Currently showing at Art sales and research gallery is “Geometry”, an exhibition of intriguing and incredibly detailed drawings by the late foreign artist Harold Granucci.
Giannici, who died in 2006 at the age of 90, used onboard Rapidograph pens to create visual interpretations of mathematical systems and equations. His goal with the rigorous studies was to make larger versions of these works, extending his schematic process to works that were often up to four feet tall, his drawings giving visible form to the models and calculations found in the nature, ranging from the solar system to the sunflower. crowns.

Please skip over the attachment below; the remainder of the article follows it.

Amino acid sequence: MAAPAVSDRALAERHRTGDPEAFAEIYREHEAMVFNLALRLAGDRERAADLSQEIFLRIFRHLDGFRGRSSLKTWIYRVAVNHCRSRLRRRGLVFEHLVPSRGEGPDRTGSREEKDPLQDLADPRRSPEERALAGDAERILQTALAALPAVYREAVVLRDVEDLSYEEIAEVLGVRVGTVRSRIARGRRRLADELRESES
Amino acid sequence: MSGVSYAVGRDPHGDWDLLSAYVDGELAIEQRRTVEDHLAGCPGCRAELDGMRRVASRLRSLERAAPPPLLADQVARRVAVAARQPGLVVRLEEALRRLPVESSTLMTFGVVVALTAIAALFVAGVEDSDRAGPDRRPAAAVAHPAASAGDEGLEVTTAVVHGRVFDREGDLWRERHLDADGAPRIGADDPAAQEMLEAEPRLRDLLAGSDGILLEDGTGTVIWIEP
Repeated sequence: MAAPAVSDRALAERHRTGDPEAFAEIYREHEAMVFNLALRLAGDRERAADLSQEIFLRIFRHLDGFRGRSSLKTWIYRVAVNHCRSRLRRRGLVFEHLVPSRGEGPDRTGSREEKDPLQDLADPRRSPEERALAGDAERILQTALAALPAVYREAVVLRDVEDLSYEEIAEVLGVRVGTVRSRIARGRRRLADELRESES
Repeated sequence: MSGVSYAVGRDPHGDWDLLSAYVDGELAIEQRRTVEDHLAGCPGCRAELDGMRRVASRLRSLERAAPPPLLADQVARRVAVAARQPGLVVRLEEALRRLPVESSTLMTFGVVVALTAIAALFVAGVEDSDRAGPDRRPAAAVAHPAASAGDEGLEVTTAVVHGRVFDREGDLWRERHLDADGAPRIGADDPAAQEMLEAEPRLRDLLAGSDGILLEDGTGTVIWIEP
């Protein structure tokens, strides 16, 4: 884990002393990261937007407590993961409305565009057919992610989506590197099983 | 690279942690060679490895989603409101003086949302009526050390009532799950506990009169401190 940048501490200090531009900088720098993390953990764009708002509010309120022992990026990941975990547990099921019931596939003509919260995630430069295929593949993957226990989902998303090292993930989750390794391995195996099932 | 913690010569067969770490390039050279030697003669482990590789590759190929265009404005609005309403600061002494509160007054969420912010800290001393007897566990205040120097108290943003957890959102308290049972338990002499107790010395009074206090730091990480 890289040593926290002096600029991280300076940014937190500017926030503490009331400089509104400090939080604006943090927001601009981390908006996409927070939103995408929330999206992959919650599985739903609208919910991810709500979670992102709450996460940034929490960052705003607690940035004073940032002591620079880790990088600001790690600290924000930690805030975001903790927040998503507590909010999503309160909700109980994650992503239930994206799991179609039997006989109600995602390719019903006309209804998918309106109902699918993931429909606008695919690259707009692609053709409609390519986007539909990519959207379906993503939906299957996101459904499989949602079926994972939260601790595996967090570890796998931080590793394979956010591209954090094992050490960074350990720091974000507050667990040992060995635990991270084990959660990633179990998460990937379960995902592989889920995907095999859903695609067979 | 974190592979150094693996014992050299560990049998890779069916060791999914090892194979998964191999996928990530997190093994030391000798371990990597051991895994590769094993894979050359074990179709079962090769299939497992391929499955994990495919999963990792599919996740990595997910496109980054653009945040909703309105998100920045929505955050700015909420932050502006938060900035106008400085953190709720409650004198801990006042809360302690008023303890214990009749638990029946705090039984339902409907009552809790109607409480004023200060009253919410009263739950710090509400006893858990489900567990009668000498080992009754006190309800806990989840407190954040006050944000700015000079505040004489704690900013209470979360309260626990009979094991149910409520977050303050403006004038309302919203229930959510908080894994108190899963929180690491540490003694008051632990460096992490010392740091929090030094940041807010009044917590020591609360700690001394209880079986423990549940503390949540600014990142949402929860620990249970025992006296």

“There is a unique beauty in each of its designs,” say the exhibit’s curators. “Using precise, intersecting lines, the drawings of the early parts of his practice were mostly done in black and white. Simplistic, clean lines allow for little distraction and just focus on the linear quality of each line and provide an optical illusion of space. Each stroke of the pen aims to specify reason and space as well as to illustrate a way of moving from point A to point B. Yet the difference between art and mathematics can vary enormously. While during his lifetime, the two methodologies of thought were intertwined, “geometry” could be seen as a turbulent way to find a complete and symmetrical order. »
“Geometry” by Harold Granucci is on view until July 16 at the Art Sales & Research gallery in Clinton Corners. See website for gallery hours and more information.